Once inside the boundary fence that segregated the house from the rest of the property Jenny dismounted, beating the dust and the dirt from her clothes with her hat and shaking it from her hair. She led the horse to the large pen next to the barn, taking great care with the gelding, bathing and brushing it down before allowing it to retire for the day.

Gully on the other hand had taken straight for the birdbath in the middle of the front yard, chasing the birds and drinking his fill. Unseen by Jenny but none the less heard the dog dashed around the side of the house as she reprimanded it.

Satisfied that her horse was comfortable, Jenny walked the patch of dirt between the barn and the house flashing a quick look at the patch of Eden in the middle. The birdbath surrounded by a small circle of lush green grass and miniature roses. It looked quite out of place but her grandmother had insisted upon it. Even the house looked dramatically out of place with fine Georgian lines, stately columns and French windows on the top floor. Inside were grand, handcrafted wood banisters and footsteps echoed on finely polished wooden floors, muffled at intervals by imported rugs. The house shone of pride and perfection but none of this seemed to matter to Jenny. She wandered down the hall to the kitchen at the back of the house washing her face at the sink and looking out the window to a sight that always brought pain to her heart.

Off in the distance on the only hill around, blanketed by the dull evening sky, stood six crosses in a small graveyard. Every time Jenny looked through that window, she saw part of her life that tore at her very soul, never leaving her alone, always watching her, the ache of the loss catching in each breath she took.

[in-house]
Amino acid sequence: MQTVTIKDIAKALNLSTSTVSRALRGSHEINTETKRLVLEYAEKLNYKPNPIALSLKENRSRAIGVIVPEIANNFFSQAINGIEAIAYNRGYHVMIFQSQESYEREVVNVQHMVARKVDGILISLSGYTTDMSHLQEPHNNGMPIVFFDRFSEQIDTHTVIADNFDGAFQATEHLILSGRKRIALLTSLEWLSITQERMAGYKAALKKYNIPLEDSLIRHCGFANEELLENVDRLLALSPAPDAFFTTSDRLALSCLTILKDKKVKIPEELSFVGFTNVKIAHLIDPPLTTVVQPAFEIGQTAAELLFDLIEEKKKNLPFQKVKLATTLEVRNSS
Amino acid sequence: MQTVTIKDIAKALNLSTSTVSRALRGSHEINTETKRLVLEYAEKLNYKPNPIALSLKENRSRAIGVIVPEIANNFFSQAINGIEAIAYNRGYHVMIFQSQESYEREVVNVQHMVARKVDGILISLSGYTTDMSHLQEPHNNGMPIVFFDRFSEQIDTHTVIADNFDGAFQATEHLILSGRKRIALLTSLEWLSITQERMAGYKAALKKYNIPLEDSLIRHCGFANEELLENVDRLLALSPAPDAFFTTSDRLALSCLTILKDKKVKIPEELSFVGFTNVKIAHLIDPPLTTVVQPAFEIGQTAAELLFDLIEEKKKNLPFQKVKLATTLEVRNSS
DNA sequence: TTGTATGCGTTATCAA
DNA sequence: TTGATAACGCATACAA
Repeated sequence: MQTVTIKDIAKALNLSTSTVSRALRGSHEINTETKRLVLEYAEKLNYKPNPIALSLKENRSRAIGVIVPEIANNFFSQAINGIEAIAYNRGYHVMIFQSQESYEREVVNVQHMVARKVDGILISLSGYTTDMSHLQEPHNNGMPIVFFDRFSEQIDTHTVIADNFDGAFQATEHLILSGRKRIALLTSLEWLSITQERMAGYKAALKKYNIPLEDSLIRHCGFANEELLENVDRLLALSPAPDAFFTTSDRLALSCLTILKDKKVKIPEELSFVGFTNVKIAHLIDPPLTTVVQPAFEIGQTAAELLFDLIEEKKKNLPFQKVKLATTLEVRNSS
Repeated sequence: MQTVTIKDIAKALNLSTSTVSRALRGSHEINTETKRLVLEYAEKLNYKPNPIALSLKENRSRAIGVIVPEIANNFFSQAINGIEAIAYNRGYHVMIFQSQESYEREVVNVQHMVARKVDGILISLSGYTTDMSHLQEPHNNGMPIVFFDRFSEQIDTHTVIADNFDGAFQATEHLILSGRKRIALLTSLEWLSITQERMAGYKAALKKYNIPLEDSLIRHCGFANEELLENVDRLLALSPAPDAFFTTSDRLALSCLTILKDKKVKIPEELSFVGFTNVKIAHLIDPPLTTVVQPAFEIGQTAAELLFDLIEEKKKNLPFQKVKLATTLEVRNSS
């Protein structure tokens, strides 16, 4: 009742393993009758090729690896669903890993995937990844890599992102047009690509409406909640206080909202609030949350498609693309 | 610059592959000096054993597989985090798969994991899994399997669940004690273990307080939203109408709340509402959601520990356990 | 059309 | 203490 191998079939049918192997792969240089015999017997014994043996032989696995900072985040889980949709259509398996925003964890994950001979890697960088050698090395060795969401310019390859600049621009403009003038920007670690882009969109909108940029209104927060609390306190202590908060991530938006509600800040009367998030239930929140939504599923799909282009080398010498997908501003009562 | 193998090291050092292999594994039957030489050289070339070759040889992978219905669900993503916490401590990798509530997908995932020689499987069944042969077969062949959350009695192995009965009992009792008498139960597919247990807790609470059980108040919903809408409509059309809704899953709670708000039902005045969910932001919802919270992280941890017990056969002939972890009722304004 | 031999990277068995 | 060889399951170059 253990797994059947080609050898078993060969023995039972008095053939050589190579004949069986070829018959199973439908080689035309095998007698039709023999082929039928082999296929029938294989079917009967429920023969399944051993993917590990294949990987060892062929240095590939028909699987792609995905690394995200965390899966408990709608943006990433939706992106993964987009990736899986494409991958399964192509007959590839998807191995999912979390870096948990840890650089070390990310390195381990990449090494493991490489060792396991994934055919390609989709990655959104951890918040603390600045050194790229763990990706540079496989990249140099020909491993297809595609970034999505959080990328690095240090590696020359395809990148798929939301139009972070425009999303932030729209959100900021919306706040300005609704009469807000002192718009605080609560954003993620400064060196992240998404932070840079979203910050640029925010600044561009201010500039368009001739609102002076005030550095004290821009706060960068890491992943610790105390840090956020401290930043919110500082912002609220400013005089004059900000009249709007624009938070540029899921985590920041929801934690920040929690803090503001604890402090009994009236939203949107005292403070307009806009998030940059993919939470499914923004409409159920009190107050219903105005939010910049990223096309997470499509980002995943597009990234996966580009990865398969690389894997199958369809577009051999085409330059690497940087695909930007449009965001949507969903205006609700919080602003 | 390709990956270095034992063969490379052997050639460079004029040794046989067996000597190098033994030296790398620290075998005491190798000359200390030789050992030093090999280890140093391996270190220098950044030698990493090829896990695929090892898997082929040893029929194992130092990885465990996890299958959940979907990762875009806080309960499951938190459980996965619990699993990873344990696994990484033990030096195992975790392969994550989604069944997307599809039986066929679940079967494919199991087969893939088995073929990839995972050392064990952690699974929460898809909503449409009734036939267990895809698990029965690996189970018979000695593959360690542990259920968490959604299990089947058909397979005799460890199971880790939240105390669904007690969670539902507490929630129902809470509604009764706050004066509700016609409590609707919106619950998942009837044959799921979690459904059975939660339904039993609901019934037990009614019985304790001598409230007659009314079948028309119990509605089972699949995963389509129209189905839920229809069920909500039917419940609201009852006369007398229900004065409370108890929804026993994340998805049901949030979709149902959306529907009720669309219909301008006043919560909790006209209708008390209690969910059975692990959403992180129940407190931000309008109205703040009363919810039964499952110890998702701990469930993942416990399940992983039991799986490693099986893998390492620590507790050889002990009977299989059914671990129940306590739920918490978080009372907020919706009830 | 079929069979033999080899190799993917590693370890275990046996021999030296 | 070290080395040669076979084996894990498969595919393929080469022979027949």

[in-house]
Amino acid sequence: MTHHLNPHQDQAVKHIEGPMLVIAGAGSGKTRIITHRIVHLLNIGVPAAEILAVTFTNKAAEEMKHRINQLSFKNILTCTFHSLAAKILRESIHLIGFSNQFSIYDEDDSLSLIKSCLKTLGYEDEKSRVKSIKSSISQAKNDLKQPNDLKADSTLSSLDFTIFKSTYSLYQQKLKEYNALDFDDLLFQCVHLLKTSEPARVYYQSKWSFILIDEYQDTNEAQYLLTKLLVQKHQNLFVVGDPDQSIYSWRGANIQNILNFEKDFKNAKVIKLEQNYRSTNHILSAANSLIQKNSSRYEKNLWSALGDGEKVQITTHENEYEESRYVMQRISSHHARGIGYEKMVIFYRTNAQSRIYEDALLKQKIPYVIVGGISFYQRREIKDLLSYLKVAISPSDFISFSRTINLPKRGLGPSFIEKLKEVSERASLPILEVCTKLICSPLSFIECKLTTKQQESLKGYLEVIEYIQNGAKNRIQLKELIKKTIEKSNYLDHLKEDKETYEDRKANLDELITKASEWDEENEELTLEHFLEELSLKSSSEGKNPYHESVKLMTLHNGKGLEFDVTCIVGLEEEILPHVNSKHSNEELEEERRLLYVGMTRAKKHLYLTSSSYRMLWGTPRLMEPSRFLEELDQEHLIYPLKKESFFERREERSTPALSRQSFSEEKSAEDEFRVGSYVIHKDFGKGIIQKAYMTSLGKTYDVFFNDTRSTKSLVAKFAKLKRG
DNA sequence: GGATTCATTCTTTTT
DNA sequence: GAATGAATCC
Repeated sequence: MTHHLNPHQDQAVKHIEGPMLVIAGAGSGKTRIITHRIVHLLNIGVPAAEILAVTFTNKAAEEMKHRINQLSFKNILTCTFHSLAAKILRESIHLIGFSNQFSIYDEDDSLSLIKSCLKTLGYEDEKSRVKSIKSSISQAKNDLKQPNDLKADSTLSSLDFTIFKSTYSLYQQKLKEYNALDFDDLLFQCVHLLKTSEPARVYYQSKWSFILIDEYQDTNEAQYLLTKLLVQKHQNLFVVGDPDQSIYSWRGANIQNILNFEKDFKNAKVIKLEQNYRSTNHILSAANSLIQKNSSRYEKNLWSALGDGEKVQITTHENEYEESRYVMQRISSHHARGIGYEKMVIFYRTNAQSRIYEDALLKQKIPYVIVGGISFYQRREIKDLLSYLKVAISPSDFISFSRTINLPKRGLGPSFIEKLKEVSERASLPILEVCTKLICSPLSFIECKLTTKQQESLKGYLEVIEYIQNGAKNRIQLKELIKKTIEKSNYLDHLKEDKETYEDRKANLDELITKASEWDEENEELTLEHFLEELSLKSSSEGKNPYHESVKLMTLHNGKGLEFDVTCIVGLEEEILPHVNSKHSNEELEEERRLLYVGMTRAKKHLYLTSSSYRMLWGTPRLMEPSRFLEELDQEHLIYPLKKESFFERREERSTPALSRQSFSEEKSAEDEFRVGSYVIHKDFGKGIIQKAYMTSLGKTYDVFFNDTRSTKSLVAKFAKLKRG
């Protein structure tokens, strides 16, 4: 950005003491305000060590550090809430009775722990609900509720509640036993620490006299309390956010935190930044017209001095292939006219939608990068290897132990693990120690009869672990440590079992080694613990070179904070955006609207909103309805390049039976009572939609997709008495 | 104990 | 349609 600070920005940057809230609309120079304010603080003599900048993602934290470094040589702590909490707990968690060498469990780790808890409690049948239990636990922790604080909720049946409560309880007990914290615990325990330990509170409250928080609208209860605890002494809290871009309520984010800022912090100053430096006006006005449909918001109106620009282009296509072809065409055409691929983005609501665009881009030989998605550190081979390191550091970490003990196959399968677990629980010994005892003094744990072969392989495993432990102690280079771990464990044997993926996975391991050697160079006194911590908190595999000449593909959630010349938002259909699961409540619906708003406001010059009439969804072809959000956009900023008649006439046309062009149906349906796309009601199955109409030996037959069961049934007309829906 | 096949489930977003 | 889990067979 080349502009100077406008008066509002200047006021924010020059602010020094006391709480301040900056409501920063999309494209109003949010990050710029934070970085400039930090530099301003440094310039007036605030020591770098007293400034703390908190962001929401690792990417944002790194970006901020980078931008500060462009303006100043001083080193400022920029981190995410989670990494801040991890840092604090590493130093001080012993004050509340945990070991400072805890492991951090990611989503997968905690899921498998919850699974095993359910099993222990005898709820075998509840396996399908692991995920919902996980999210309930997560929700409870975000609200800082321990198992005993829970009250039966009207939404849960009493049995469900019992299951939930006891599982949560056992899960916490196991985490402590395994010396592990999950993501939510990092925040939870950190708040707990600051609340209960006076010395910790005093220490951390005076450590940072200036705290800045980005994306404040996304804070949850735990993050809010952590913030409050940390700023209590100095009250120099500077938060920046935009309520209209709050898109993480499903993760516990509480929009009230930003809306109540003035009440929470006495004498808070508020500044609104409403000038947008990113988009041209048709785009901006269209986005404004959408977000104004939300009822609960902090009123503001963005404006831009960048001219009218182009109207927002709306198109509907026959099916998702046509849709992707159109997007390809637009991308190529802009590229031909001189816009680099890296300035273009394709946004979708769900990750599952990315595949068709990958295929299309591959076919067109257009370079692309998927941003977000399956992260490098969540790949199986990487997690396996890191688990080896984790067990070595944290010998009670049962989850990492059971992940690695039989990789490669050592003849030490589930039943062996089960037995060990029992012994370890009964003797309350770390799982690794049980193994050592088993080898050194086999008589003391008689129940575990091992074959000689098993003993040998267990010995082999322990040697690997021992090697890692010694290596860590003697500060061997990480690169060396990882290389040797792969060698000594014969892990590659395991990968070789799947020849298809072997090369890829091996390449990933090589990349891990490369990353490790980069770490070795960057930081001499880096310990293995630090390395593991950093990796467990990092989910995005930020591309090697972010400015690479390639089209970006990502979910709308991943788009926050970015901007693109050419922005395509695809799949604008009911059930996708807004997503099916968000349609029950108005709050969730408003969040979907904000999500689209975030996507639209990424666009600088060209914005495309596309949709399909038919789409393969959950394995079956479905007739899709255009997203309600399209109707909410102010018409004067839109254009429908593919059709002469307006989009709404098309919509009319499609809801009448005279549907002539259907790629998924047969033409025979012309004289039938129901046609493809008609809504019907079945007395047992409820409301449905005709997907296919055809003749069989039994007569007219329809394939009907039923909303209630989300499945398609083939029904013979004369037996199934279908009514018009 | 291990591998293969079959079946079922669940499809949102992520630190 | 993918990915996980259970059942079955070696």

Gully barked at the kitchen door bringing Jenny’s thoughts back to reality. She smiled at her four-legged companion as he greeted her with dinner dish in mouth. She laughed a little as she filled the dish for the not so patiently waiting dog. Only when the bowl was on the ground did Gully move to devour the well-earned meal and lap up the cool crisp water supplied by his mistress. The dog looked from his meal not to Jenny but to a shadow that appeared around the side of the house. Before he could bark to warn of an intruder Jenny had already sensed the presence. She stood straight, her body rigid. She did not turn around as she spoke, her voice hard, stern, sharp and very icy. “Yes Mister Weston what can I do for you?”